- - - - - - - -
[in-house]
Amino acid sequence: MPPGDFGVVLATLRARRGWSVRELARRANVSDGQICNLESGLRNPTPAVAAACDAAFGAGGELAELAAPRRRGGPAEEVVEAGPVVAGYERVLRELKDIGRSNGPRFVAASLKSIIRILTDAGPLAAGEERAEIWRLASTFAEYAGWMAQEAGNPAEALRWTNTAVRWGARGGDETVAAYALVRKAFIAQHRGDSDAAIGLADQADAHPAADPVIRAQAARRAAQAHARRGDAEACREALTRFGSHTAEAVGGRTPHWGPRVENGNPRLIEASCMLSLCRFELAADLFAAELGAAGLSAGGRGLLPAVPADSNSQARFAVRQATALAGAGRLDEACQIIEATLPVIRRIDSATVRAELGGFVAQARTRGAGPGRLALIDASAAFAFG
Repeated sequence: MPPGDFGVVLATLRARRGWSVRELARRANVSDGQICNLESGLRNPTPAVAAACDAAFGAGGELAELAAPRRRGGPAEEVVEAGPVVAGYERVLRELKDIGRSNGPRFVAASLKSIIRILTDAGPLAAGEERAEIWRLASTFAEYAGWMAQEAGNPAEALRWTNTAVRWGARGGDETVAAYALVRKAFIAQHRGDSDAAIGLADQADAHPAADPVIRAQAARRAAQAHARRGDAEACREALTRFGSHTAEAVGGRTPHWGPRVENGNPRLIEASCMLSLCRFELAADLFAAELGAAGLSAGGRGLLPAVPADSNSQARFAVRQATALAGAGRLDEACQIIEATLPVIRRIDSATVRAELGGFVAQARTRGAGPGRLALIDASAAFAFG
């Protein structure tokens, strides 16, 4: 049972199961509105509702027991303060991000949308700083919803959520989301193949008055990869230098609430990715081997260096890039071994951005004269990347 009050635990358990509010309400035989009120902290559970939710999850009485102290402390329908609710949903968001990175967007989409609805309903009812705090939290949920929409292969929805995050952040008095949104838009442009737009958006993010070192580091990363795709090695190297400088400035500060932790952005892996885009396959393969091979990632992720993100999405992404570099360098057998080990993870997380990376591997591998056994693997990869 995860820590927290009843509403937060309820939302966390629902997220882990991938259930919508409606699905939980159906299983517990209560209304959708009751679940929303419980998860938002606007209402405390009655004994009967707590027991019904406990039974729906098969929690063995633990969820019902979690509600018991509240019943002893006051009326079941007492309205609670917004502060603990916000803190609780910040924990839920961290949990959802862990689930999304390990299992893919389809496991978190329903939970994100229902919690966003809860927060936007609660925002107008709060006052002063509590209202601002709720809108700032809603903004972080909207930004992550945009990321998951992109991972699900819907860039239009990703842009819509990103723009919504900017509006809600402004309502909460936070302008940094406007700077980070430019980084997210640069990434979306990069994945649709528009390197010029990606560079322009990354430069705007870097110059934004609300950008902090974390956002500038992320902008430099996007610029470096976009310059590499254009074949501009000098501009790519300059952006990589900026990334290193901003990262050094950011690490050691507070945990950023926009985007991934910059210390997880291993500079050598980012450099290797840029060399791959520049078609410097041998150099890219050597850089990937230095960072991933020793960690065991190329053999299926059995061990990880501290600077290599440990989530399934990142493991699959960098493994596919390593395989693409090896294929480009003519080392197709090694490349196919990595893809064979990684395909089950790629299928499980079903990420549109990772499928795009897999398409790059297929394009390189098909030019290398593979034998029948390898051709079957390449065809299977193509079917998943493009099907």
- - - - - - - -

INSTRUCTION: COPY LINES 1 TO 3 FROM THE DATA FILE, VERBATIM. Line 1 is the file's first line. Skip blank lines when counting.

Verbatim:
[in-house]
Amino acid sequence: MPPGDFGVVLATLRARRGWSVRELARRANVSDGQICNLESGLRNPTPAVAAACDAAFGAGGELAELAAPRRRGGPAEEVVEAGPVVAGYERVLRELKDIGRSNGPRFVAASLKSIIRILTDAGPLAAGEERAEIWRLASTFAEYAGWMAQEAGNPAEALRWTNTAVRWGARGGDETVAAYALVRKAFIAQHRGDSDAAIGLADQADAHPAADPVIRAQAARRAAQAHARRGDAEACREALTRFGSHTAEAVGGRTPHWGPRVENGNPRLIEASCMLSLCRFELAADLFAAELGAAGLSAGGRGLLPAVPADSNSQARFAVRQATALAGAGRLDEACQIIEATLPVIRRIDSATVRAELGGFVAQARTRGAGPGRLALIDASAAFAFG
Repeated sequence: MPPGDFGVVLATLRARRGWSVRELARRANVSDGQICNLESGLRNPTPAVAAACDAAFGAGGELAELAAPRRRGGPAEEVVEAGPVVAGYERVLRELKDIGRSNGPRFVAASLKSIIRILTDAGPLAAGEERAEIWRLASTFAEYAGWMAQEAGNPAEALRWTNTAVRWGARGGDETVAAYALVRKAFIAQHRGDSDAAIGLADQADAHPAADPVIRAQAARRAAQAHARRGDAEACREALTRFGSHTAEAVGGRTPHWGPRVENGNPRLIEASCMLSLCRFELAADLFAAELGAAGLSAGGRGLLPAVPADSNSQARFAVRQATALAGAGRLDEACQIIEATLPVIRRIDSATVRAELGGFVAQARTRGAGPGRLALIDASAAFAFG